From learning to teaching analytics: using the data collected in class to increase visible participation
Abstract: Synchronous Interactions Systems Mediated by Individual Computers (SISMIC, aka Audience response systems) collect numerous textual responses in classes, making participation visible and perhaps also encouraging it. They promote formative evaluation by providing on-the-fly analytics that are primarily teaching analytics rather than learning analytics. Teachers can use them for immediate remediation during and after the class to improve instructional design for subsequent cohorts. The collection of as many teaching analytics as possible is therefore very beneficial. Although empirical evidence is lacking, the literature asserts that anonymity is appreciated by students and encourages visible participation. The aim of this paper is to study if students’ identification modalities impact visible participation. The analysis is based on a case study and the paper proposes to support a descriptive analysis with a quantile regression analysis. Participation is tested with three experimental units, each of which has been randomly assigned one of the following student identification methods: a patronymic identifier (control group), a uniform but individual identifier (student X), which is not traceable, and a unit with a self-determined identifier.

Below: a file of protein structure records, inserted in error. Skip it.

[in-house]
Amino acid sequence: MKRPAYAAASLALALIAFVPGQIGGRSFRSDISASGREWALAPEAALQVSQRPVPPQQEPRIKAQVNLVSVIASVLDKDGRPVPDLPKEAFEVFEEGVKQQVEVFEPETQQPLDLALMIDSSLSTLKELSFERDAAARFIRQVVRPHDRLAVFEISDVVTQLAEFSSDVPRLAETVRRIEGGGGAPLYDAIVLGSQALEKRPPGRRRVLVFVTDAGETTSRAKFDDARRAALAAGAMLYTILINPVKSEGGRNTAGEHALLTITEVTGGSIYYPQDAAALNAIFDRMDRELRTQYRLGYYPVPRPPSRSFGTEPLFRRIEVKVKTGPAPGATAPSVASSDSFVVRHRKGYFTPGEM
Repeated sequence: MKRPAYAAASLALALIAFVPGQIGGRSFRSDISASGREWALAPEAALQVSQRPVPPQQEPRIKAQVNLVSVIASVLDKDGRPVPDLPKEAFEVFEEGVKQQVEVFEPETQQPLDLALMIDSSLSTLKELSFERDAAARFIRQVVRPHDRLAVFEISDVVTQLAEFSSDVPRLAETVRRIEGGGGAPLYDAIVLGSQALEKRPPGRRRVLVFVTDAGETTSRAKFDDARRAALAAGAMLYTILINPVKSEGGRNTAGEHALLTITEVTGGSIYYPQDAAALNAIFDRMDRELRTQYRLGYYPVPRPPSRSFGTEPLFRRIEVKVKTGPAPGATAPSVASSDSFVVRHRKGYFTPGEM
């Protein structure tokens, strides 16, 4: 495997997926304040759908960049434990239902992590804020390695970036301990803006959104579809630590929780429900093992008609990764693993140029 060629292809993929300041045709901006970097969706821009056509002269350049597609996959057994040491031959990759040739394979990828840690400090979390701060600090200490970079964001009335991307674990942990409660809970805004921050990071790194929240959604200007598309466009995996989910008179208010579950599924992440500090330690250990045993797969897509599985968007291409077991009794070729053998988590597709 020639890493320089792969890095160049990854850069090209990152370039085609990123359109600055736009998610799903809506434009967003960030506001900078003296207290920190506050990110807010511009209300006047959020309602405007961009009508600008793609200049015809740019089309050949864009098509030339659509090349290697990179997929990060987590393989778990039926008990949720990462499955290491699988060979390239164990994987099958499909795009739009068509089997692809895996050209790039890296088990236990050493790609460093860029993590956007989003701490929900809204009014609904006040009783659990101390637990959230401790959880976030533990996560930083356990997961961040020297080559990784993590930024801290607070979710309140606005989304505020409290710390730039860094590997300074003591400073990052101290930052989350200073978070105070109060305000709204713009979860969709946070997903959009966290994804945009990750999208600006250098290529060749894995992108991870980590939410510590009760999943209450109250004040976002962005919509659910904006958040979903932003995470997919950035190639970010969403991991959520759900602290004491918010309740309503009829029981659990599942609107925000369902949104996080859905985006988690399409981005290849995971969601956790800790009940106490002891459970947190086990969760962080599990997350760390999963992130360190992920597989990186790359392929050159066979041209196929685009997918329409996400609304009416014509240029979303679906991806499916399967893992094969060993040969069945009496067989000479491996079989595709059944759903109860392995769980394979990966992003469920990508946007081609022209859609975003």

Presider: Kurt Ackermann, Hokusei Gakuen University Junior College